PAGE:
Harpist Alina Bzhezhinska was one of the stars of last year's A Concert for John and Alice Coltrane at the EFG London Jazz Festival, and is set to release her new album Inspiration on 1 June on Ubuntu Music. She'll be supporting its release with an extensive series of live dates with a band of leading UK players including saxophonist Tony Kofi, double bassist/composer Larry Bartley and drummer Joel Prime, all combining with Bzhezhinska's atmospheric harp playing.

Drawing on her exploration of Alice Coltrane's music to mark the icon's 80th anniversary in 2017, Bzhezhinska has written four original pieces for the album, alongside her interpretations of songs by John and Alice Coltrane. Commenting on the album she said: "'Journey in Satchidananda' by Alice Coltrane is one of the most important pieces on my album. I discovered this music a long time ago and it took me on my own personal journey that I'm still experiencing and would encourage everyone to explore its beauty and depth. John Coltrane's 'After The Rain' strikes me by its beauty and I think it works wonderfully with the sound of the rain and a storm that can be imitated on the harp so naturally."

Tour dates are: The Crypt, London (23 March); Birmingham Jazz (27 April); The Verdict, Brighton (18 May); Toulouse Lautrec, London (1 June); The Vortex, London (album launch, 15 June); City Hall, Glasgow Jazz Festival (22 June); E15Jazz, London (20 July); The Basement Jazz Club, York (17 Aug); Ilkley Jazz Festival (18 Aug); Annie's Jazz, Southend-on-Sea (21 Aug); Elgar Room, Royal Albert Hall, London (27 Sept); Bear Jazz Club, Luton (17 Nov) and Wakefield Jazz (30 Nov). A Concert for John and Alice Coltrane has been nominated for a Jazz FM Award for Live Experience of the Year.

– Mike Flynn

– Photo by Tatiana-Gorilovski

For more info visit www.alina-harpist.com

This year's EFG London Jazz Festival, which runs from 16 to 25 November at venues across the capital, is starting to shape up with many newly confirmed headliners announced. Those already revealed in the April issue of Jazzwise, who are media partners for the festival, include dazzling vocalist Bobby McFerrin who will be joined by his ground-breaking a cappella 12-piece Voicestra, for a performance of his Circlesongs, which allows for spontaneously improvised sections from choir and audience (Barbican, 18 Nov).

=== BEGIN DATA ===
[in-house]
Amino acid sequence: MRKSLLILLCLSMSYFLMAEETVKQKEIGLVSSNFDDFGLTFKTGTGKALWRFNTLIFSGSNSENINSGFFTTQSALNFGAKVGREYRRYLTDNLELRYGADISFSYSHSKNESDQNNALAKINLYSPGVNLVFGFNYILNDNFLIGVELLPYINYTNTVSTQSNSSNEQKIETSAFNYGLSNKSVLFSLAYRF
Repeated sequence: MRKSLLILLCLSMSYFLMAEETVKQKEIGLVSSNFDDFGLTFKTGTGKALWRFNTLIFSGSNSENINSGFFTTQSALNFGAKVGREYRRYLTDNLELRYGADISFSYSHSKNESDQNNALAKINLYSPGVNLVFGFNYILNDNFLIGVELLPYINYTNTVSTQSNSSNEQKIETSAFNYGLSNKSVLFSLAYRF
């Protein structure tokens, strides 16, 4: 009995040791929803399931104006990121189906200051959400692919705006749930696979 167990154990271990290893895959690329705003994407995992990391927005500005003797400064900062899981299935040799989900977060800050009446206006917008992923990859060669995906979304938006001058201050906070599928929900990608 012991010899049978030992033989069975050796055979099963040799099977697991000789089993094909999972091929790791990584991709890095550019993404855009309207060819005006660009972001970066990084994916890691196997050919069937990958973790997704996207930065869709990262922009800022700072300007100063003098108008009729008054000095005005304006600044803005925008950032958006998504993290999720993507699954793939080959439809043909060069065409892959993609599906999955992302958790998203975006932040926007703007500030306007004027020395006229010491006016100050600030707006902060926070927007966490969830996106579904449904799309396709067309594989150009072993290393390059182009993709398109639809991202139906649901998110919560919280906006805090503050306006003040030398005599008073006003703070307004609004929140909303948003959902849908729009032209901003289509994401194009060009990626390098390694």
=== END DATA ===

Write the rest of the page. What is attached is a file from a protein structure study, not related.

Also added is jazz singer/actress/comedienne – and star of Netflix hit Orange is the New BlackLea DeLaria (Bridge Theatre, 18 Nov); ECM-signed Albanian singer Elina Duni appears in a duo with acclaimed guitarist Rob Luft (Clapham Omnibus, 18 Nov) and popular South Korean jazz singer Youn Sun Nah (above centre) will perform at the newly re-opened Queen Elizabeth Hall (QEH, 20 Nov). The same venue hosts leading UK vibes virtuoso Orphy Robinson's (pictured top left)  reworking of Van Morrison's totemic Astral Weeks, featuring a strong line-up of UK musicians including guitarist John Etheridge plus guest vocalists Zara McFarlane and Sarah Jane Morris (QEH, 19 Nov).

Loose Tubes' flautist Eddie Parker brings his 12-piece Debussy Mirrored Ensemble to the festival with singers Brigitte Beraha and James Gilchrist, in a jazz take on the composer's music in his centenary year (Purcell Room, 20 Nov). Distinctive US improvising pianist Myra Melford (above right) makes an overdue return to the UK with a top-notch band of trumpeter Ron Miles, guitarist Liberty Ellman, bassist Stomu Takeishi and drummer Gerald Cleaver, playing music from her Snowy Egret album (Purcell Room, 23 Nov); while drummer Richard Pite's Jazz Repertory Company dive into pre- and early-jazz history with their show The World Gone Mad – 1899-1919 Jass, Ragtime, Tin Pan Alley and the Blues (Cadogan Hall, 24 Nov).

This year also heralds the start of a new partnership between the festival and the BBC Young Jazz Musician, with the 2018 final hosted at the Queen Elizabeth Hall on the closing Saturday (QEH,24 Nov). Further shows and venues confirmed are: Jazz Voice (RFH, 16 Nov); Tord Gustavsen Trio (Cadogan Hall, 16 Nov); Bill Laurance and the WDR Big Band (QEH, 25 Nov) and Madeleine PeyrouxAnthem tour (RFH, 24 Nov).

Mike Flynn

For full details and tickets visit www.efglondonjazzfestival.org.uk

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The last weekend of the 15th Portland Jazz Festival was a feast of jazz-rock/funk fusion, outstanding trumpets, guitars and piano jazz. Pianist Marcus Roberts' trio with nimble drummer Jason Marsalis opened a double bill opposite Russell Malone's trio at the Newmark Theater. Roberts is a classically infused player and the first recipient of the Monk piano prize; he's impressed but failed to move me in the past with scholarly surveys of vintage jazz. After flights through the canon, including Monk (Blues Five Spot), Coltrane (Bessie's Blues) and Mingus (a romp through Haitian Fight Song including deft eights with Marsalis), it was his gossamer Naima, with its impressionistic flurries and emphasis on feeling over flash that won over.